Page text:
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GTodd

Has anyone built a Kit Car?

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With life, an amaizng family, and work I find that I build and drive RC less and less.  My son and I will drive the cars a few time out of the year but not enough to justify the size of my collection. Im thinking about jumping in with two feet into the world of kit cars.  Ive got  Ford 289 in the garage torn down and IM right now looking into 289 FIA Cobra or Daytona kits. I really want to go a GT40 but the mid engine trans adds huge cost to the kits. 

Anyway, have any of you gone the first size kit car route?

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I’ve never built one, but I like your idea of a 289 cobra replica kit . Especially if you already have a Ford 289 on hand. 

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No, but I've always wanted to. My dad and I looked into the VW-based kits back in the 80s, we wanted to do either a 356 replica or a dune buggy. Never came to be. If I had the means, nowadays, I'd like to tackle a Caterham 7.

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Nope, I have wanted to build a Caterham 7 for years though. I just think it would be fun.

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me either, but have looked at a Countach kit to put on a beetle chassis, and tried to do a Canterham build with a friend, but we didn't get very far. What I did noticed though we my friend and I were looking for parts for the Canterham as lots of partial builds forsale. Projects that never got finished and had to move on at a discounted price. So that might be an avenue to save some money. And here in the land down under, there is a lot of regulations for kit cars too.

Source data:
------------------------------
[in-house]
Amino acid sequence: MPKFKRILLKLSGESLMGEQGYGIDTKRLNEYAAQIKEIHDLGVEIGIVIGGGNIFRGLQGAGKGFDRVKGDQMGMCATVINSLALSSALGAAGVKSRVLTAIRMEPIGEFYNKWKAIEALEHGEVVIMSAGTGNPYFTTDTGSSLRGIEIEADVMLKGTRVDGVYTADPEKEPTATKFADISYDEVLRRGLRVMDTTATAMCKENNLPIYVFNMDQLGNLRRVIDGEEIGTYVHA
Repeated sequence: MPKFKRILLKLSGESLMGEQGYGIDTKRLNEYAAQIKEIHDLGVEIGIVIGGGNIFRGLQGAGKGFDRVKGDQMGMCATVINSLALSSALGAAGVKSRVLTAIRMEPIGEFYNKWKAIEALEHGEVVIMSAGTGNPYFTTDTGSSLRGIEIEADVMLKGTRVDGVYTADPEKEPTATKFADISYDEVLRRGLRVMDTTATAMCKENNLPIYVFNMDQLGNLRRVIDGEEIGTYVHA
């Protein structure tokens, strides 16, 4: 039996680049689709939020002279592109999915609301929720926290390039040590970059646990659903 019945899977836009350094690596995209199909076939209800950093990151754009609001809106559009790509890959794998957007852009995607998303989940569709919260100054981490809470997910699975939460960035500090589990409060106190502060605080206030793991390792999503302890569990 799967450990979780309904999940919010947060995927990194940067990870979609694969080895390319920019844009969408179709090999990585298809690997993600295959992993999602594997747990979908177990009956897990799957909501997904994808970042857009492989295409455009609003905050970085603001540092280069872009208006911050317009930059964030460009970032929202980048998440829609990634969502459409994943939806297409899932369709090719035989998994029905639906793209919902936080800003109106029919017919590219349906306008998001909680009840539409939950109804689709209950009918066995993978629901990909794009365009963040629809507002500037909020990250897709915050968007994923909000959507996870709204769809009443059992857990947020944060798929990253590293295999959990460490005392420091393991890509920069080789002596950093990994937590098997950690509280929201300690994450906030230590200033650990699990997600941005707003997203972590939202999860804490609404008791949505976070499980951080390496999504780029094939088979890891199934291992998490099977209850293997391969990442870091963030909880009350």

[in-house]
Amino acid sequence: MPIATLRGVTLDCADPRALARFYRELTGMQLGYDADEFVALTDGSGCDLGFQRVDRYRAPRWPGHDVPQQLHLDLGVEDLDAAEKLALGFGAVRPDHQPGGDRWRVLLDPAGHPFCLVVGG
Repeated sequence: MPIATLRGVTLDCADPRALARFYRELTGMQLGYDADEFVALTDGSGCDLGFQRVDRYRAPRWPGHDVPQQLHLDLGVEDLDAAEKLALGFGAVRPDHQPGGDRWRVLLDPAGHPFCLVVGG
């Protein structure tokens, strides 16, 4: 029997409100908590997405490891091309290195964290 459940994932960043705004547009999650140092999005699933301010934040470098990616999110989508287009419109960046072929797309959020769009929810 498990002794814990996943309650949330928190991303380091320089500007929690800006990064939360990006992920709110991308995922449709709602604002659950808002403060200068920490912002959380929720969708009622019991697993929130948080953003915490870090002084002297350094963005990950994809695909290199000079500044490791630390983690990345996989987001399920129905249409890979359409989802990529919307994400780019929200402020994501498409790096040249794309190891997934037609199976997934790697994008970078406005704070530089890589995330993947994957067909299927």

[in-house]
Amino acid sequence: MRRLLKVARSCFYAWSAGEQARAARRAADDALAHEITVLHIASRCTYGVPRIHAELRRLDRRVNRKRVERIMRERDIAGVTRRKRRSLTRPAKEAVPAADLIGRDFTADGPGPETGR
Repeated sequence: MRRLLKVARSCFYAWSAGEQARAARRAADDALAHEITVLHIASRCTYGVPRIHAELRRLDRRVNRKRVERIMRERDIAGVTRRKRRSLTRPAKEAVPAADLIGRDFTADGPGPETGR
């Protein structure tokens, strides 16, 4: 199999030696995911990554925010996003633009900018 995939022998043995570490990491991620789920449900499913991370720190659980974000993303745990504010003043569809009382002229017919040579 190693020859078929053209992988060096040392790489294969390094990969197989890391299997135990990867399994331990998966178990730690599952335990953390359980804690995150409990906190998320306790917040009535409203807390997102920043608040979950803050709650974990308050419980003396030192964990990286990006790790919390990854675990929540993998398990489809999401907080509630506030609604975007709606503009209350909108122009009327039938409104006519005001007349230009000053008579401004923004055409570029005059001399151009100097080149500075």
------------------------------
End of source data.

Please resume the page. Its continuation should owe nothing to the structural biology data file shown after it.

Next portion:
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I’ve built two Westfields over the years. The most difficult part is definitely the iva regulations following them to the letter is a must. When the car is registered you can change it and do whatever you like as long as it complies to MOT standards. 

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Not done a kit, but like a few above, looked into it a few decades ago (before doing a mini instead...)

Don't know about modern kits, but they all seemed to be based on either the VW Beetle chassis, or the Ford Sierra, both of which are getting thin on the ground these days.

I think ,60% of the original donor car is/was needed to keep the original registration plate, without having to go onto a Q plate, so getting a full donor car would help (not sure how strict the IVA is these days, but sure an original AC Cobra filler cap doesn't pass, as the corners don't meet the radius rule, so those rules would need learnt).

8 hours ago, GTodd said:

. I really want to go a GT40 but the mid engine trans adds huge cost to the kits. 

The Renault 25 (and 21?) box used to be the goto, as they where FWD, but had a longitudinal mounted engine. The big barges where unloved generally (although I liked mine! 🤷‍♂️), so you could get them cheap.

(Edit- looking like Lotus used this gearbox in their Esprit)

https://www.lotusespritturbo.com/Renault_UN1_16_Transmission.htm 

 

3 hours ago, yogi-bear said:

looked at a Countach kit

Prova do an excellent kit, and I would probably prefer a kit over a real, mainly as I could use it as a daily, without the massive service costs of a genuine, plus I wouldn't feel guilty fitting power steering and a discrete reversing camera! 

You're probably cheaper ,quicker and with less heart ache, buy one already done, but where is the fun in that!?! 🙄🤷‍♂️

There's a thread for 1:1 projects, so you can update us on the build (most of us are 'car guys' 😁

 

 

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I wanted a kit car, Mrs a classic Mini.

We had a kid and RC instead.

In the USA Factory five (I think it was) used to do some stunning looking Cobra / Daytona kits.

Factory Five

Probably better than over in the UK. The old Dax kits still seem to be available though

Dax became DJ now JK

An old friend of mine is building a GT40. I've no idea how he's going to fit in it when he's finished...

For a little light reading (if you don't fancy trawling the met) if you are in the UK, WH Smiths stock Complete Kit Car and they do a directory of manufacturers which might help.

CKC 2024 Guide

 

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I’m seconding a few things that have been stated by others above.

Yeah, a lot of the rear engine Air cooled VWs that the old kits were based off are becoming less available, there is still a kit car industry that persists with other chassis options.